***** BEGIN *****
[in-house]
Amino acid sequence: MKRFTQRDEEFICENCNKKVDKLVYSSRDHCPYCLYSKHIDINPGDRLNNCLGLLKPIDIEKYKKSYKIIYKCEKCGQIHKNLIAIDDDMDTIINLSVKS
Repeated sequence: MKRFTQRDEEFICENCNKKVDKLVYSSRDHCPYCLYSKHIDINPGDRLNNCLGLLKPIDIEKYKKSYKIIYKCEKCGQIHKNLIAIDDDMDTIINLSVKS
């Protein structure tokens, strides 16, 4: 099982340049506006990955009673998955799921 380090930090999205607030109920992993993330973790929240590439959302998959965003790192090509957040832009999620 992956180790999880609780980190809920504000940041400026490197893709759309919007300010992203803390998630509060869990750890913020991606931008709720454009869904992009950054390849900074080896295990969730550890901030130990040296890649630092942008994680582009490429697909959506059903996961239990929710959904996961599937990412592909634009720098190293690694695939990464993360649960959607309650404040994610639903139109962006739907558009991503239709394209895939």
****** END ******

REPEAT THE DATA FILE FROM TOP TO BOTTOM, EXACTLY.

[in-house]
Amino acid sequence: MKRFTQRDEEFICENCNKKVDKLVYSSRDHCPYCLYSKHIDINPGDRLNNCLGLLKPIDIEKYKKSYKIIYKCEKCGQIHKNLIAIDDDMDTIINLSVKS
Repeated sequence: MKRFTQRDEEFICENCNKKVDKLVYSSRDHCPYCLYSKHIDINPGDRLNNCLGLLKPIDIEKYKKSYKIIYKCEKCGQIHKNLIAIDDDMDTIINLSVKS
């Protein structure tokens, strides 16, 4: 099982340049506006990955009673998955799921 380090930090999205607030109920992993993330973790929240590439959302998959965003790192090509957040832009999620 992956180790999880609780980190809920504000940041400026490197893709759309919007300010992203803390998630509060869990750890913020991606931008709720454009869904992009950054390849900074080896295990969730550890901030130990040296890649630092942008994680582009490429697909959506059903996961239990929710959904996961599937990412592909634009720098190293690694695939990464993360649960959607309650404040994610639903139109962006739907558009991503239709394209895939």